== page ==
Edited By sj Miller and Nelson M. Rodriguez
Chapter Eighteen: “I heard it from a good source”: Queer Desire and Homophobia in a South African Higher Education Institution
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“I heard it from a good source”: Queer Desire and Homophobia in a South African Higher Education Institution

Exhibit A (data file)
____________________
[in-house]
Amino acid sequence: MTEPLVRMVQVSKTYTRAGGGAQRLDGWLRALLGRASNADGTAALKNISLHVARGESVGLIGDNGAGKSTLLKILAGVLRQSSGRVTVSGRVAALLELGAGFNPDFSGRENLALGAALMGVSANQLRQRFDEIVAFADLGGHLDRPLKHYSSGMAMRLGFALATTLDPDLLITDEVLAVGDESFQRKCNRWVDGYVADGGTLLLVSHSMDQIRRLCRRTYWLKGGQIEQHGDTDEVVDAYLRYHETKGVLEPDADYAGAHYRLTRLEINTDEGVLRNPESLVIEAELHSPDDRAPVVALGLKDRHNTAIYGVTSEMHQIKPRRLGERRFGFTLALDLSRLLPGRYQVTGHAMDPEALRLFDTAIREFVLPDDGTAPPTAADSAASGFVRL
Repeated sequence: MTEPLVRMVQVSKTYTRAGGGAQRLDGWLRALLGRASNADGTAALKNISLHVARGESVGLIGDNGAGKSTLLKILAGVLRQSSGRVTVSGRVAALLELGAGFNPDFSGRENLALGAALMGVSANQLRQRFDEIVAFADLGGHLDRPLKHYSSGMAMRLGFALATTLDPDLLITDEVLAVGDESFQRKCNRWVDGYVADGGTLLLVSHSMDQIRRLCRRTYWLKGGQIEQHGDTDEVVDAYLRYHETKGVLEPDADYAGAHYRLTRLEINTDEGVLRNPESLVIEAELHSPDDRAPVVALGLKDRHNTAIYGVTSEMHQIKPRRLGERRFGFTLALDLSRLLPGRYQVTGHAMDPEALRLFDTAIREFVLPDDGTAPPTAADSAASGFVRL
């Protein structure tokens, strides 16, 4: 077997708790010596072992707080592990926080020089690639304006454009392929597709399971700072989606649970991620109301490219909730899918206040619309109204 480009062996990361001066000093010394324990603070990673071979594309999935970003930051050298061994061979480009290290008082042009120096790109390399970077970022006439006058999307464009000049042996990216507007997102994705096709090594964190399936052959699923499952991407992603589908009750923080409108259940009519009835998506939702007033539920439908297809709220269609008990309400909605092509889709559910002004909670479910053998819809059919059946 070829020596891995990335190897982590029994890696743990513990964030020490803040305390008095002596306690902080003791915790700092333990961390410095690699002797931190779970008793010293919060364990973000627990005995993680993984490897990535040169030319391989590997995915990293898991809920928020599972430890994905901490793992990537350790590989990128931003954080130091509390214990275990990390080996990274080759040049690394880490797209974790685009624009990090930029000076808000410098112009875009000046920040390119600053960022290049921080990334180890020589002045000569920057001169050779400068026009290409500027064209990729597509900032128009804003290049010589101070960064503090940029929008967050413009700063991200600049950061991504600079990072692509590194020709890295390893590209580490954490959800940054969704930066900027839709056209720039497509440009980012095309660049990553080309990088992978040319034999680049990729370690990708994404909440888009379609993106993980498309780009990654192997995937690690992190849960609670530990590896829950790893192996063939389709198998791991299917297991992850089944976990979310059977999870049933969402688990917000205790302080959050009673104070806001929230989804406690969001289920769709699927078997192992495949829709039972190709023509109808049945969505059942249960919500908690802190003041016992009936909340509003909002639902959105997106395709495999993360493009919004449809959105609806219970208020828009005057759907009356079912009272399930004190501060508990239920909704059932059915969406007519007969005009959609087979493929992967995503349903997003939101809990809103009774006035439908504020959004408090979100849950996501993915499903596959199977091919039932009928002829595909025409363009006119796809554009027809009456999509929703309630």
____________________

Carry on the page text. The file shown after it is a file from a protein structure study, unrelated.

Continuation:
Universities, like schools, are heteronormative sites (Renn, 2010). From the way in which knowledge is structured to the way in which social relations are organised, including the type of relationships that is legitimised, universities are heavily imbued in processes that legitimise and exclusively recognise the normalisation of heterosexuality, often leading to a systematic erasure of other identifications. So pervasive is heteronormativity that faculty and students claiming identifications outside heterosexuality often find themselves excluded, constrained, and policed. While there have been significant gains in terms of queer rights and visibility in higher education spaces in some Western contexts, it cannot be denied that the situation of queer1 subjects still remains precarious in most institutional spaces across the globe. While several studies have highlighted the challenges encountered by students in higher education institutions and residential halls, little work has been undertaken with a particular focus on the experiences of queer academics in higher education institutions. Yet, as Bennett, Hill, and Jones (2015), in the context of Australia; Ozturk and Rumens (2014), in the context of the United Kingdom; and Maritz and Prinsloo (2015), in the context of South Africa show, the heteronormative condition persistent in many university spaces remains a challenge for queer academics who often have to adopt various identity management and ← 177 | 178...
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